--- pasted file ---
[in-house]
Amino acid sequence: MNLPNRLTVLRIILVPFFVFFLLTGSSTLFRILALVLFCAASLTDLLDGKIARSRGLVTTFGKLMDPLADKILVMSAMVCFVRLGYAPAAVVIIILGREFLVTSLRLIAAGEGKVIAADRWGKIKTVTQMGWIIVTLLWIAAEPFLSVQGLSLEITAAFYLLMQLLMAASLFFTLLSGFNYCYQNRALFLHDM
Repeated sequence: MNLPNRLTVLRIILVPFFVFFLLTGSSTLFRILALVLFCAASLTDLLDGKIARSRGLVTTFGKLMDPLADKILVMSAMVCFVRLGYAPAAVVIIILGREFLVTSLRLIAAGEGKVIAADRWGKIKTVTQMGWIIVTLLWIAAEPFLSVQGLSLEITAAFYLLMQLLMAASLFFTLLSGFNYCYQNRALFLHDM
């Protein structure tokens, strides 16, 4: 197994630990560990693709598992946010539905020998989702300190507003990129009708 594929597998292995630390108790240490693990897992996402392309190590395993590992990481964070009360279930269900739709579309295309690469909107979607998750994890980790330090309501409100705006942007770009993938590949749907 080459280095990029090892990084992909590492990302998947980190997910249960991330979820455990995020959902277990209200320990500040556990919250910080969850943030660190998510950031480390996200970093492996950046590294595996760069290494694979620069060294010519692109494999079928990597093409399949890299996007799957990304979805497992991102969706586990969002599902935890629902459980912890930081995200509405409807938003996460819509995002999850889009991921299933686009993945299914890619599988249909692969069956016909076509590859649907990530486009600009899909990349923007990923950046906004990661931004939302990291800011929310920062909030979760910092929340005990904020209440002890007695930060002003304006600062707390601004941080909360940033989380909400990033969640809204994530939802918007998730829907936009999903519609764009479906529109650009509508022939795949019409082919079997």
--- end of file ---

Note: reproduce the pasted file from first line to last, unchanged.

[in-house]
Amino acid sequence: MNLPNRLTVLRIILVPFFVFFLLTGSSTLFRILALVLFCAASLTDLLDGKIARSRGLVTTFGKLMDPLADKILVMSAMVCFVRLGYAPAAVVIIILGREFLVTSLRLIAAGEGKVIAADRWGKIKTVTQMGWIIVTLLWIAAEPFLSVQGLSLEITAAFYLLMQLLMAASLFFTLLSGFNYCYQNRALFLHDM
Repeated sequence: MNLPNRLTVLRIILVPFFVFFLLTGSSTLFRILALVLFCAASLTDLLDGKIARSRGLVTTFGKLMDPLADKILVMSAMVCFVRLGYAPAAVVIIILGREFLVTSLRLIAAGEGKVIAADRWGKIKTVTQMGWIIVTLLWIAAEPFLSVQGLSLEITAAFYLLMQLLMAASLFFTLLSGFNYCYQNRALFLHDM
């Protein structure tokens, strides 16, 4: 197994630990560990693709598992946010539905020998989702300190507003990129009708 594929597998292995630390108790240490693990897992996402392309190590395993590992990481964070009360279930269900739709579309295309690469909107979607998750994890980790330090309501409100705006942007770009993938590949749907 080459280095990029090892990084992909590492990302998947980190997910249960991330979820455990995020959902277990209200320990500040556990919250910080969850943030660190998510950031480390996200970093492996950046590294595996760069290494694979620069060294010519692109494999079928990597093409399949890299996007799957990304979805497992991102969706586990969002599902935890629902459980912890930081995200509405409807938003996460819509995002999850889009991921299933686009993945299914890619599988249909692969069956016909076509590859649907990530486009600009899909990349923007990923950046906004990661931004939302990291800011929310920062909030979760910092929340005990904020209440002890007695930060002003304006600062707390601004941080909360940033989380909400990033969640809204994530939802918007998730829907936009999903519609764009479906529109650009509508022939795949019409082919079997």